With the craze for geometric patterns and hard lines at full tilt in 2014, it’s safe to say that the popularity of herringbone and chevron designs that emerged in recent years is still going strong. These sophisticated zigzag patterns have been making quite a splash both in the fashion and interior design worlds in the last few years and are still being used everywhere, including floors, walls, fabrics and even furniture. With visually striking geometric lines, herringbone and chevron patterns are unique decorative features, adding lively dimension to any space.
A Little Chevron History
The chevron pattern in art has been around for a while, dating back to ancient Greek pottery carvings from about 1800 BC. Fast forward a few thousand years and the chevron begins to appear in symbols of heraldry (like coat of arms), and later becoming a badge or insignia of rank used by military forces and police.
The Art Deco Movement of the 1920’s and 30’s, with its emphasis on symmetrical, geometric forms, brought the chevron pattern to the forefront and the zigzag exploded again in the 60’s and 70’s when fashion designer Pierre Cardin and the Italian design house of Missoni made it an integral part of their fashion collections.
Today, the chevron probably pattern owes its popularity to Target: in 2011, the retailer launched an affordable line of Missoni fashions which sold out in less than 24 hours and the Target.com site crashed many times. Many believe that was the real taking off point for the chevron/zigzag look.
A Little Herringbone History
Named for its resemblance to the skeleton of the herring fish, the herringbone pattern can be traced back to the Egyptian textiles and metalwork, having been discovered in the textiles and jewelry of ancient Egyptian kings. Around 500 BC, Rome began to build an expansive road system, called the Viae Publicae, to move people and products efficiently throughout the vast Roman Empire. The herringbone pattern was used in the road construction, as the interlocking pattern created a very resilient paving pattern. Over the years, nearly 50,000 miles of Roman roadways were created using this system. Herringbone has Celtic roots too: horsehair herringbone cloth dating back to around 600 B.C. has been found in Ireland, which explains why the pattern is still a traditional choice for tweed.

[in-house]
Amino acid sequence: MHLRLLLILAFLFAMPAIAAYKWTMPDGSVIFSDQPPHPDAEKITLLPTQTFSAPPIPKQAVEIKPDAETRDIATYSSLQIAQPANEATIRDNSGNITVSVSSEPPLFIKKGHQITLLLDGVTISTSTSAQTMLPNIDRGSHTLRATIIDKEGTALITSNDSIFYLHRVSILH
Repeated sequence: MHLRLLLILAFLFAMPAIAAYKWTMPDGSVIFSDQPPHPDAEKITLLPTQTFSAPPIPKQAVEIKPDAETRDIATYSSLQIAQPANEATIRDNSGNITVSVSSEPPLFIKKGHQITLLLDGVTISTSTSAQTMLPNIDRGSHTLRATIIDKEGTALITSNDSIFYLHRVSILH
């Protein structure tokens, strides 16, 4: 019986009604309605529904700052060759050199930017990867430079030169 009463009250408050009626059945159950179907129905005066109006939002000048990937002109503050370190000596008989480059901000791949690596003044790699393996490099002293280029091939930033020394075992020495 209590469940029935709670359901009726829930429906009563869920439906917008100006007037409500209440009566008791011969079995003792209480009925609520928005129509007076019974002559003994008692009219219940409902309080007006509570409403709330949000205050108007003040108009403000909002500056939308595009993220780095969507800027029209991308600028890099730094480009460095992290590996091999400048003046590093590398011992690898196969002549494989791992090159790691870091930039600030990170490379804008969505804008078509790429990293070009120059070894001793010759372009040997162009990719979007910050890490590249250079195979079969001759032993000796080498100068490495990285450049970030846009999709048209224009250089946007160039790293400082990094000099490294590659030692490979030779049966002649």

After the fall of the Roman Empire, many of the construction techniques of classical antiquity were lost and forgotten. Herringbone resurfaced again during the European Renaissance, becoming a desired architectural feature and soon after, the pattern gained relevance and became a choice for parquet floors.
Chevron vs Herringbone
A herringbone pattern is really just made up of interlocking chevrons. The difference is all in the zig and the zag:
Chevron is an inverted V-shaped pattern. The “pieces” are the exact same length and create a perfectly straight line on both sides.
At first glance, herringbone is very similar to chevron, but instead of the ends lining up with one another, one end overlaps the edge of the other, creating an entirely different look.
Whether it’s herringbone or chevron as your pattern of choice, these urbane geometric patterns are a perfect way to liven up any space. Despite the ancient roots and classic rectangular shapes, these exquisite zigzags are dynamic, distinctive and still relevant even in today’s most contemporary designs.
Many of the tile collections by GIO offer lean, plank-sized tiles that can be used to create beautiful and timeless chevron and herringbone patterned floors and walls. Let us help you take your designs not just from good to great—but from great to extraordinary. We’re here to work with you and would love to hear from you!